Lead Consultant: Richard Mackenzie
Air Source Heat Pumps (ASHPs) can have an important role in achieving Government CO2 emissions targets. Potential noise created by these systems has often been highlighted as a restricting factor at planning however there is little data available on their actual noise level when installed on site. Instead, designers, planners and customers have had to rely on manufacturers’ data, which are typically based on lab performances.
DECC has commissioned RMP, through our research division based at Edinburgh Napier University’s, Building Performance Centre (BPC), to undertake a series of acoustic measurements of in-situ ASHPs. The aim was to measure the sound pressure level at 1m from the heat pump, and to undertake a tonal noise analysis. If tonal noise was found to be present, this information would be fed back to manufacturers to enable them to pinpoint the source of the tone(s) and perhaps enable mitigation.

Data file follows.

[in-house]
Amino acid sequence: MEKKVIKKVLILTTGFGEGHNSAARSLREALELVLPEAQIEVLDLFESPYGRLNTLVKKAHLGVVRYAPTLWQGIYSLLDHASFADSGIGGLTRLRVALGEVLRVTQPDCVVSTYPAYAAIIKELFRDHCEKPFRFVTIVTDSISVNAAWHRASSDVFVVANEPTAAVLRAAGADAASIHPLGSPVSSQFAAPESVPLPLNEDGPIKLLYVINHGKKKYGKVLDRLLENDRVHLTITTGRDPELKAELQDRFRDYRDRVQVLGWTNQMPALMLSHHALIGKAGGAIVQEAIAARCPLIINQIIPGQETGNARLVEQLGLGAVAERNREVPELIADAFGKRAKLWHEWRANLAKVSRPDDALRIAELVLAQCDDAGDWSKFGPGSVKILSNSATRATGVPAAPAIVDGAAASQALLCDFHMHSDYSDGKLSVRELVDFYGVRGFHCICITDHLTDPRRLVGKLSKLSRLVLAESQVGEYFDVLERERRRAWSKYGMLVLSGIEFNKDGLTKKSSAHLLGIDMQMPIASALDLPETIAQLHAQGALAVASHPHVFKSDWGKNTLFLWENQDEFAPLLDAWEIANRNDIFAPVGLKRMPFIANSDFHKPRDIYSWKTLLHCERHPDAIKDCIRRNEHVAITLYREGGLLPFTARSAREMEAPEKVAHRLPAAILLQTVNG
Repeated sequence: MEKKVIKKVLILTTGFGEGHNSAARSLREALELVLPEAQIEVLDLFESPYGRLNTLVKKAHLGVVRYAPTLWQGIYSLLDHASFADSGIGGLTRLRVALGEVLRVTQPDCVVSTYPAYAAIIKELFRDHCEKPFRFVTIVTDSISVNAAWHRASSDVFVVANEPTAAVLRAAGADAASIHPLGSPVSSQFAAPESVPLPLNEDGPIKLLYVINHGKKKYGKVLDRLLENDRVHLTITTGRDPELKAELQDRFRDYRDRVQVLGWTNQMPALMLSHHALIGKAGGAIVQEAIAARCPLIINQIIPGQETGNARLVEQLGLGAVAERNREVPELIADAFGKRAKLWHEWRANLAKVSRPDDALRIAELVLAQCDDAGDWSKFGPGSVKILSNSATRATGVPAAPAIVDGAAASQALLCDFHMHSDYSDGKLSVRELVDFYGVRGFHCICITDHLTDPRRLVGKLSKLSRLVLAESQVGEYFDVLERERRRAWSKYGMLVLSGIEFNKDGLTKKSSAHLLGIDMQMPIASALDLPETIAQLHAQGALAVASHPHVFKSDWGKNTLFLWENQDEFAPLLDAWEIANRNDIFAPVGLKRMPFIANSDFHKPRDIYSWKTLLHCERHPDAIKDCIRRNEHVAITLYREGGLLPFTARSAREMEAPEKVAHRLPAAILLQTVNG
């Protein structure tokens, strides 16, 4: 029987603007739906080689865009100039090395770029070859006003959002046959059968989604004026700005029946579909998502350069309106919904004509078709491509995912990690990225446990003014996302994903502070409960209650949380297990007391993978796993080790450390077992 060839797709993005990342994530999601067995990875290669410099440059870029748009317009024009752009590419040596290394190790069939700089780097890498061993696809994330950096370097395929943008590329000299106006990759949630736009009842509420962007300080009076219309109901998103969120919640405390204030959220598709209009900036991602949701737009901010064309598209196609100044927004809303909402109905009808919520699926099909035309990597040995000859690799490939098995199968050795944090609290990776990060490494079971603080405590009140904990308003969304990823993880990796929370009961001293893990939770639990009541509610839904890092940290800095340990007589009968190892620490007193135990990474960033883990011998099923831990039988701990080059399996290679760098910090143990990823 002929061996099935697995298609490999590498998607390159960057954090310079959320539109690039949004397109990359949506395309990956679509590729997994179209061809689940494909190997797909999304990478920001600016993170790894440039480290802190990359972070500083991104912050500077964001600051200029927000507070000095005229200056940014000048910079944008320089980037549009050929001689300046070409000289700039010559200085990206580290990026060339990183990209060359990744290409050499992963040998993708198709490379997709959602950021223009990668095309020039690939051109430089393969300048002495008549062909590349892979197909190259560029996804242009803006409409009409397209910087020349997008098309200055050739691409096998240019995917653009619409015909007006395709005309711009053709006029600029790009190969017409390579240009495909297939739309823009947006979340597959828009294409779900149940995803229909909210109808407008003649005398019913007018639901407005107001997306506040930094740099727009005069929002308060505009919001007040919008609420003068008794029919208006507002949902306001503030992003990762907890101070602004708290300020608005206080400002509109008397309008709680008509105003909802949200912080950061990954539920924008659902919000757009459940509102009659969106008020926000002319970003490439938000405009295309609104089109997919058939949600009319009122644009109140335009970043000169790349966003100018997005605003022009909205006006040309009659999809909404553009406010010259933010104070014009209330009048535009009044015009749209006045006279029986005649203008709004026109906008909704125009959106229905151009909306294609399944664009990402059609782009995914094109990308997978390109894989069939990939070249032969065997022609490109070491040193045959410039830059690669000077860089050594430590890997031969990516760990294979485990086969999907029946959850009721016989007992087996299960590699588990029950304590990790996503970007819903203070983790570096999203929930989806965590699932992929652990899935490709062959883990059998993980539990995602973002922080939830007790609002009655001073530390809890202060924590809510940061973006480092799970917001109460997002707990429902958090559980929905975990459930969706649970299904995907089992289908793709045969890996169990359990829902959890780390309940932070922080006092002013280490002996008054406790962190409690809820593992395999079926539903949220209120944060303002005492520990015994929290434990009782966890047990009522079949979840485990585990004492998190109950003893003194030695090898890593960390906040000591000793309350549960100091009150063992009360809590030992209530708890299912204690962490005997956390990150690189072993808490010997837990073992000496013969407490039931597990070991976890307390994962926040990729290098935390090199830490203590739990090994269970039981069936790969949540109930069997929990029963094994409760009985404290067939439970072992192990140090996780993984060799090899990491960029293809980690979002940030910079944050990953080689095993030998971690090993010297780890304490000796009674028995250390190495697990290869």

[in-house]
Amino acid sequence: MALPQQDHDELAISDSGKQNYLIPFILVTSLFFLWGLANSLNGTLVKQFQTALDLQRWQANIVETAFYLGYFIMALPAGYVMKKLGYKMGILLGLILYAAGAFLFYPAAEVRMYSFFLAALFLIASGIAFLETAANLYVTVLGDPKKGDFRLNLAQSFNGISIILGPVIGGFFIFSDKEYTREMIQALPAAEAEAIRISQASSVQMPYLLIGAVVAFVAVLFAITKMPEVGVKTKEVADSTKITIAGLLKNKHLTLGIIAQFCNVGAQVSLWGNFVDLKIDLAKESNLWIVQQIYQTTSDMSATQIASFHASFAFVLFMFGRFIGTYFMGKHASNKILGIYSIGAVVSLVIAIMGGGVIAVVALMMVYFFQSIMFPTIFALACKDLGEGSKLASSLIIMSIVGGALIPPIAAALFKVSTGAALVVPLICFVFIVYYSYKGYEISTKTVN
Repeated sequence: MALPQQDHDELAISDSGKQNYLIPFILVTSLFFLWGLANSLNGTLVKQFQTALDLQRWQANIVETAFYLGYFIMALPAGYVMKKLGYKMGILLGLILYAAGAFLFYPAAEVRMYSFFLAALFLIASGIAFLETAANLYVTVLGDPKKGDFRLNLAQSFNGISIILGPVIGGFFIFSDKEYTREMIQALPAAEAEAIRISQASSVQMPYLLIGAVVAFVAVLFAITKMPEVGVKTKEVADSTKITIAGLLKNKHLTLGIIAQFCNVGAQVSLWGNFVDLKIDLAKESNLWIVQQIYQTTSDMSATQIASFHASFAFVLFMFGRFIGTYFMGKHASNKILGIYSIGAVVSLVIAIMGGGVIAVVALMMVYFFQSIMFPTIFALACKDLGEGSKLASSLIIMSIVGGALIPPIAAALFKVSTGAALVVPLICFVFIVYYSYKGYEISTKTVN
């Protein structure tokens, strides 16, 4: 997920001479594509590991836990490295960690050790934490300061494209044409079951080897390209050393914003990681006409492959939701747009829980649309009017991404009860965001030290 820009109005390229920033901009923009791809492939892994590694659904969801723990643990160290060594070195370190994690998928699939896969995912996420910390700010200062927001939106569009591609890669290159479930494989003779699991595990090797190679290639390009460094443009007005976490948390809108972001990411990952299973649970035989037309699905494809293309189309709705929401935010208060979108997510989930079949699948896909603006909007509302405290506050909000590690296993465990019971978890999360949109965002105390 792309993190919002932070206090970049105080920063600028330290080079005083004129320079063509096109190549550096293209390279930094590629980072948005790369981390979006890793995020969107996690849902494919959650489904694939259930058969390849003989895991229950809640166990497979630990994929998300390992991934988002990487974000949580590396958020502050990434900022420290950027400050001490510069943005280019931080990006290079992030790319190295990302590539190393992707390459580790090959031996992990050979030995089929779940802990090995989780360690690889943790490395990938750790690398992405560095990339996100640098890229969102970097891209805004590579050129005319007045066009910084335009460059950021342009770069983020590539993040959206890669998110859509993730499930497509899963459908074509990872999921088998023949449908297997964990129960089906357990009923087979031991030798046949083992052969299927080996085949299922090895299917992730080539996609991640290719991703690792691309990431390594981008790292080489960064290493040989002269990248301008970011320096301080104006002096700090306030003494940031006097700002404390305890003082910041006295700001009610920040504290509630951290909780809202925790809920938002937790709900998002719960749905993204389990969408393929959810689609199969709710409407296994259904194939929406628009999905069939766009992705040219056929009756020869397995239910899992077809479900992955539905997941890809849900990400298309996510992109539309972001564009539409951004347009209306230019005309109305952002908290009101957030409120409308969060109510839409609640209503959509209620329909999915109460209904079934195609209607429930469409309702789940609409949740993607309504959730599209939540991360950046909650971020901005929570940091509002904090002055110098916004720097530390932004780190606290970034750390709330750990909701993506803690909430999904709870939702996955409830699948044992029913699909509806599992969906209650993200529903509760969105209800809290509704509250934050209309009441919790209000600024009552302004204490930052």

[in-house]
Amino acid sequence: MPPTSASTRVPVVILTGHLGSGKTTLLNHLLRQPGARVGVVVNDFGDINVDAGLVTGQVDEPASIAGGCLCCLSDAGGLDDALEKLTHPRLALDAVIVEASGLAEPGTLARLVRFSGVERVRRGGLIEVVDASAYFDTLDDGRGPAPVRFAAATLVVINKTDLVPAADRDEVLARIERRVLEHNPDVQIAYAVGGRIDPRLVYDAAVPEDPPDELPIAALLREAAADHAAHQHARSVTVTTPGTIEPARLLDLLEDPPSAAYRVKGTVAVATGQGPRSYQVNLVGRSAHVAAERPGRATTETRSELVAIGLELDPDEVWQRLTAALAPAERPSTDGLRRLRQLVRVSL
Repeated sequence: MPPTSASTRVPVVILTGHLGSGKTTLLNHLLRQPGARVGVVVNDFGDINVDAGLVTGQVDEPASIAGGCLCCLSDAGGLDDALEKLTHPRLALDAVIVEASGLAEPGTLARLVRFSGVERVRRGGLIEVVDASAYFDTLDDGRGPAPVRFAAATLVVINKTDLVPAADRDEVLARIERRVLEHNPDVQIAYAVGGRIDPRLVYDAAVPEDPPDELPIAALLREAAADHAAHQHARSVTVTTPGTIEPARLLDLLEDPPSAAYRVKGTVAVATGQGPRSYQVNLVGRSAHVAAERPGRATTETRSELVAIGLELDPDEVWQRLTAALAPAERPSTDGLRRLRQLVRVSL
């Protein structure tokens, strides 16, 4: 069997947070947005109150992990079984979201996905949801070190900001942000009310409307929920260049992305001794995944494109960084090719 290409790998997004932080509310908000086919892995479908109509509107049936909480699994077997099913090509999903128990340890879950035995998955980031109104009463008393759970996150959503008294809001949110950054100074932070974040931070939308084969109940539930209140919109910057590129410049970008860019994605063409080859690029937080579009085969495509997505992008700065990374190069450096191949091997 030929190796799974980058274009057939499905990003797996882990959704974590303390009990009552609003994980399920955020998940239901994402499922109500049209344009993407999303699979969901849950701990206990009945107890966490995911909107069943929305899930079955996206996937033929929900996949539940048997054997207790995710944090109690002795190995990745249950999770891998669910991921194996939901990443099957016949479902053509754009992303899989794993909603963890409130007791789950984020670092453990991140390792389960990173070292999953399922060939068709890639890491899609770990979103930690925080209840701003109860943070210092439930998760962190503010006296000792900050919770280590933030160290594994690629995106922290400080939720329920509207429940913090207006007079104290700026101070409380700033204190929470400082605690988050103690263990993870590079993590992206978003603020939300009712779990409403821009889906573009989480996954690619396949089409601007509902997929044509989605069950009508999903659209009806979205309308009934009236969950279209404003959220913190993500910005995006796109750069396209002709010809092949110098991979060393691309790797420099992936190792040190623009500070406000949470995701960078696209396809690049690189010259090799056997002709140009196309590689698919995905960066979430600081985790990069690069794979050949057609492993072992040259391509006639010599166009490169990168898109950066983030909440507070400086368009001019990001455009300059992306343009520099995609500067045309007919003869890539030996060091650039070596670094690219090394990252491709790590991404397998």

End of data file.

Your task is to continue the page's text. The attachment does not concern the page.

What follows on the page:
The study involved measurements at 9 sites across the UK all of which are participating in the energy performance trials being undertaken by the Energy Saving Trust.
The report found that site installations of the ASHPs are generally in line with predictions derived from manufacturers sound power data. However a number of the ASHPs surveyed were identified as having significant acoustic tones which can adversely affect their subjective acceptability. No correlation between an ASHP’s noise output and ambient temperature or power consumption was identified nor did they appear to give rise to significant levels of vibration in surrounding structures due to the practice of using resilient mounts. The ASHP which used a centrifugal fan appeared to be a noisier arrangement than with an axial fan. No amplitude modulation effects were identified.
Manufacturers should be encouraged to present a uniformed set of noise data for their ASHPs in a similar manner to the Micro Wind Turbine Noise Labels. Changes to the design of the ASHPs could reduce their acoustic signature.